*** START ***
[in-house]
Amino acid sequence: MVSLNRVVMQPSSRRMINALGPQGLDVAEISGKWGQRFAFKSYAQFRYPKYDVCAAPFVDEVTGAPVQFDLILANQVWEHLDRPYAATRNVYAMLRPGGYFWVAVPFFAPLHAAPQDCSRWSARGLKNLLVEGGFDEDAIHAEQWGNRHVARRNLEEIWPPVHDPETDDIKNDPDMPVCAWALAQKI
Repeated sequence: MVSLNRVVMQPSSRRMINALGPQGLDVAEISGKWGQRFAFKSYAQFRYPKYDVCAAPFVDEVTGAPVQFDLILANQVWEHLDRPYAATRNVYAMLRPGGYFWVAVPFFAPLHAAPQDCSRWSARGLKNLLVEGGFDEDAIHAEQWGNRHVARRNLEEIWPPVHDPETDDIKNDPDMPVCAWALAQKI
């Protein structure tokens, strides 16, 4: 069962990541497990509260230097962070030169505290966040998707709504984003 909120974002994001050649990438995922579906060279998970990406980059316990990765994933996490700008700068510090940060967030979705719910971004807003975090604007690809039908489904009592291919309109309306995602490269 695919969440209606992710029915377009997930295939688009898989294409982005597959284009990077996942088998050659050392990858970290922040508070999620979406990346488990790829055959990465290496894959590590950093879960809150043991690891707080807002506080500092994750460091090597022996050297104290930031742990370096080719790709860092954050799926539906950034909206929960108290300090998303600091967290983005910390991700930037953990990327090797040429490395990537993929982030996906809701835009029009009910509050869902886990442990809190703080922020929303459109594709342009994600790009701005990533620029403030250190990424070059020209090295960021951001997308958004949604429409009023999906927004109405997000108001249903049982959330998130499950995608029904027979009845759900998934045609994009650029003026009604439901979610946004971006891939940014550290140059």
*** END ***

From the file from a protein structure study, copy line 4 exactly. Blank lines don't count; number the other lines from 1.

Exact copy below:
């Protein structure tokens, strides 16, 4: 069962990541497990509260230097962070030169505290966040998707709504984003 909120974002994001050649990438995922579906060279998970990406980059316990990765994933996490700008700068510090940060967030979705719910971004807003975090604007690809039908489904009592291919309109309306995602490269 695919969440209606992710029915377009997930295939688009898989294409982005597959284009990077996942088998050659050392990858970290922040508070999620979406990346488990790829055959990465290496894959590590950093879960809150043991690891707080807002506080500092994750460091090597022996050297104290930031742990370096080719790709860092954050799926539906950034909206929960108290300090998303600091967290983005910390991700930037953990990327090797040429490395990537993929982030996906809701835009029009009910509050869902886990442990809190703080922020929303459109594709342009994600790009701005990533620029403030250190990424070059020209090295960021951001997308958004949604429409009023999906927004109405997000108001249903049982959330998130499950995608029904027979009845759900998934045609994009650029003026009604439901979610946004971006891939940014550290140059």